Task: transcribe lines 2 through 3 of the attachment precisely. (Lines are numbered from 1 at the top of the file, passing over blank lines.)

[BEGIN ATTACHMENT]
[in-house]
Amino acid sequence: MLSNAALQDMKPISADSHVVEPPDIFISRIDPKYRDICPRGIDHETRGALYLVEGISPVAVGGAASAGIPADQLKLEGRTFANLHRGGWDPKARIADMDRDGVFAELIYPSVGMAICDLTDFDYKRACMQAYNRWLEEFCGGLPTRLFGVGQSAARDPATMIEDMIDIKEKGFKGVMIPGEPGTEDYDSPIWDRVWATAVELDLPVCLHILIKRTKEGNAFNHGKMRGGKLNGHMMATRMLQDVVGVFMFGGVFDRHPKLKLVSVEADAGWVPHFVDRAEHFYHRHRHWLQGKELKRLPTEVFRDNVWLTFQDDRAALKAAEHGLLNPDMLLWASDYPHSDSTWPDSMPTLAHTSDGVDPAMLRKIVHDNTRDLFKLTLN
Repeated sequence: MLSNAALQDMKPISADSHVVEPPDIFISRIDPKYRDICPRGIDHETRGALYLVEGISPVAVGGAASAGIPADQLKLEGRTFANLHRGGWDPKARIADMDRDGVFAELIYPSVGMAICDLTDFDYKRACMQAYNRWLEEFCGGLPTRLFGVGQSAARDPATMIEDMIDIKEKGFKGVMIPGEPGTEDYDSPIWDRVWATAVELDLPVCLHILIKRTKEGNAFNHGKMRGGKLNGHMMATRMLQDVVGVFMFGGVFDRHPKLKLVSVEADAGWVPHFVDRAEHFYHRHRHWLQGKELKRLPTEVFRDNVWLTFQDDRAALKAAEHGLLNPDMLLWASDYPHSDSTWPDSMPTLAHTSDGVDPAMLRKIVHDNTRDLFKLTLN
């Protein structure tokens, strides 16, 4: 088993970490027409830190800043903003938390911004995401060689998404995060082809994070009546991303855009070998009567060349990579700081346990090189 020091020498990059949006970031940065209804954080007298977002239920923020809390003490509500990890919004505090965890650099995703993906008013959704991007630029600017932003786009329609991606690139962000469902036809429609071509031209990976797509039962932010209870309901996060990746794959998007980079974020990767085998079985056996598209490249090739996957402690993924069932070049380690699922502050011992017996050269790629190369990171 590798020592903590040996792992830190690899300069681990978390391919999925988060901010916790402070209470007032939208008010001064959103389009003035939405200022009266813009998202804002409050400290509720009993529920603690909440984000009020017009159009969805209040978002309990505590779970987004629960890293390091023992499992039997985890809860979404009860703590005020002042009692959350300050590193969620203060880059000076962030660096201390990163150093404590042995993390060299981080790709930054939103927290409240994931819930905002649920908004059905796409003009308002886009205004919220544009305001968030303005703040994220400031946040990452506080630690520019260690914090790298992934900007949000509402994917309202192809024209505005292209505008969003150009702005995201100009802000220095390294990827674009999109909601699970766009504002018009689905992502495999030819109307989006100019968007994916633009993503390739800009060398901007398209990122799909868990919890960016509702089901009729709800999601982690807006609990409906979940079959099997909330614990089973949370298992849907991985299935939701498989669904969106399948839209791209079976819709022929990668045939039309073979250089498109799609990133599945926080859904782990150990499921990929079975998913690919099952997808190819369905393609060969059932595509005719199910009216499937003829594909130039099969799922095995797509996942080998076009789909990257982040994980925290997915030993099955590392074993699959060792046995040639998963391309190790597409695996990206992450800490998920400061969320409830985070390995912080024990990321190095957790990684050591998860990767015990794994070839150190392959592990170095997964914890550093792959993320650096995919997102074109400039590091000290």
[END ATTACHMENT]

Amino acid sequence: MLSNAALQDMKPISADSHVVEPPDIFISRIDPKYRDICPRGIDHETRGALYLVEGISPVAVGGAASAGIPADQLKLEGRTFANLHRGGWDPKARIADMDRDGVFAELIYPSVGMAICDLTDFDYKRACMQAYNRWLEEFCGGLPTRLFGVGQSAARDPATMIEDMIDIKEKGFKGVMIPGEPGTEDYDSPIWDRVWATAVELDLPVCLHILIKRTKEGNAFNHGKMRGGKLNGHMMATRMLQDVVGVFMFGGVFDRHPKLKLVSVEADAGWVPHFVDRAEHFYHRHRHWLQGKELKRLPTEVFRDNVWLTFQDDRAALKAAEHGLLNPDMLLWASDYPHSDSTWPDSMPTLAHTSDGVDPAMLRKIVHDNTRDLFKLTLN
Repeated sequence: MLSNAALQDMKPISADSHVVEPPDIFISRIDPKYRDICPRGIDHETRGALYLVEGISPVAVGGAASAGIPADQLKLEGRTFANLHRGGWDPKARIADMDRDGVFAELIYPSVGMAICDLTDFDYKRACMQAYNRWLEEFCGGLPTRLFGVGQSAARDPATMIEDMIDIKEKGFKGVMIPGEPGTEDYDSPIWDRVWATAVELDLPVCLHILIKRTKEGNAFNHGKMRGGKLNGHMMATRMLQDVVGVFMFGGVFDRHPKLKLVSVEADAGWVPHFVDRAEHFYHRHRHWLQGKELKRLPTEVFRDNVWLTFQDDRAALKAAEHGLLNPDMLLWASDYPHSDSTWPDSMPTLAHTSDGVDPAMLRKIVHDNTRDLFKLTLN